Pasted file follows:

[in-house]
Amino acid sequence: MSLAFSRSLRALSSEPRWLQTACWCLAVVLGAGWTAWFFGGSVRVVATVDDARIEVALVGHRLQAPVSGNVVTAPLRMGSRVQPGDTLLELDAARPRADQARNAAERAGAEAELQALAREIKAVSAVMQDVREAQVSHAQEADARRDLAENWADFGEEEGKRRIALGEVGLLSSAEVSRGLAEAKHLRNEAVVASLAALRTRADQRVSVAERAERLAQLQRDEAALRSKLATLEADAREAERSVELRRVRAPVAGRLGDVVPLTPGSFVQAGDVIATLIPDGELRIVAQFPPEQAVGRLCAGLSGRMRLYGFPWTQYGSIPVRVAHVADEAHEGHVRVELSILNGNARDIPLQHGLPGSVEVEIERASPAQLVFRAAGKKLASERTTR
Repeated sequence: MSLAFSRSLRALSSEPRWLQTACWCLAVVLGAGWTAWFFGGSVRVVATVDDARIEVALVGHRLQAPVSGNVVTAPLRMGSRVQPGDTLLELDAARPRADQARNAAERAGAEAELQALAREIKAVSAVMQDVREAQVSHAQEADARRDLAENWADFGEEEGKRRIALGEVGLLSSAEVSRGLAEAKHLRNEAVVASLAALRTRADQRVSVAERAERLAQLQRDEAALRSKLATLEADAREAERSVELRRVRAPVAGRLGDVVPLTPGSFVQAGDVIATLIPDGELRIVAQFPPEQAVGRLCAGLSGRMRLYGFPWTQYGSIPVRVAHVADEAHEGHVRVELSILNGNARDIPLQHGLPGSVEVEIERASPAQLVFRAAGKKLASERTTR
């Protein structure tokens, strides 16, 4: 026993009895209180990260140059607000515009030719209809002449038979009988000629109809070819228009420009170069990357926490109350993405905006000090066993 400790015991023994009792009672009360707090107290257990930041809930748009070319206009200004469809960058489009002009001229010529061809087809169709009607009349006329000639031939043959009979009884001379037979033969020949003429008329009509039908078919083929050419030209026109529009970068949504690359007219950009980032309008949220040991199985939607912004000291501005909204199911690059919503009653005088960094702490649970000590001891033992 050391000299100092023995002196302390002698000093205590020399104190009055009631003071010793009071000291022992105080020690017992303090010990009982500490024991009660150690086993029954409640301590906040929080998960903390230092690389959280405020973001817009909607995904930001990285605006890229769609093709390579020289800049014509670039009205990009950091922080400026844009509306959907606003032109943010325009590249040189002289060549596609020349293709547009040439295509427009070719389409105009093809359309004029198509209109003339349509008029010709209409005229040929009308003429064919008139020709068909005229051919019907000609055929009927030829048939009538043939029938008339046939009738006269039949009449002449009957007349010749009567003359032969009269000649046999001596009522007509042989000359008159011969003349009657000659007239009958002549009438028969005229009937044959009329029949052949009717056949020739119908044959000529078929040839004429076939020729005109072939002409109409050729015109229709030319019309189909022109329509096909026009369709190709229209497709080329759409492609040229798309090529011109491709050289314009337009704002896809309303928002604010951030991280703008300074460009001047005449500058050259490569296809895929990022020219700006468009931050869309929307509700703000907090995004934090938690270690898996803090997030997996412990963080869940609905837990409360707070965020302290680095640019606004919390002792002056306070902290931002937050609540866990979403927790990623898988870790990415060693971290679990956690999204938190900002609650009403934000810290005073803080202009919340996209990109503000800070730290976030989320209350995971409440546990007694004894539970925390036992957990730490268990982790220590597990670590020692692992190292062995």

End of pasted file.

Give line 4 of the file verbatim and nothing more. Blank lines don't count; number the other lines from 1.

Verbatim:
């Protein structure tokens, strides 16, 4: 026993009895209180990260140059607000515009030719209809002449038979009988000629109809070819228009420009170069990357926490109350993405905006000090066993 400790015991023994009792009672009360707090107290257990930041809930748009070319206009200004469809960058489009002009001229010529061809087809169709009607009349006329000639031939043959009979009884001379037979033969020949003429008329009509039908078919083929050419030209026109529009970068949504690359007219950009980032309008949220040991199985939607912004000291501005909204199911690059919503009653005088960094702490649970000590001891033992 050391000299100092023995002196302390002698000093205590020399104190009055009631003071010793009071000291022992105080020690017992303090010990009982500490024991009660150690086993029954409640301590906040929080998960903390230092690389959280405020973001817009909607995904930001990285605006890229769609093709390579020289800049014509670039009205990009950091922080400026844009509306959907606003032109943010325009590249040189002289060549596609020349293709547009040439295509427009070719389409105009093809359309004029198509209109003339349509008029010709209409005229040929009308003429064919008139020709068909005229051919019907000609055929009927030829048939009538043939029938008339046939009738006269039949009449002449009957007349010749009567003359032969009269000649046999001596009522007509042989000359008159011969003349009657000659007239009958002549009438028969005229009937044959009329029949052949009717056949020739119908044959000529078929040839004429076939020729005109072939002409109409050729015109229709030319019309189909022109329509096909026009369709190709229209497709080329759409492609040229798309090529011109491709050289314009337009704002896809309303928002604010951030991280703008300074460009001047005449500058050259490569296809895929990022020219700006468009931050869309929307509700703000907090995004934090938690270690898996803090997030997996412990963080869940609905837990409360707070965020302290680095640019606004919390002792002056306070902290931002937050609540866990979403927790990623898988870790990415060693971290679990956690999204938190900002609650009403934000810290005073803080202009919340996209990109503000800070730290976030989320209350995971409440546990007694004894539970925390036992957990730490268990982790220590597990670590020692692992190292062995």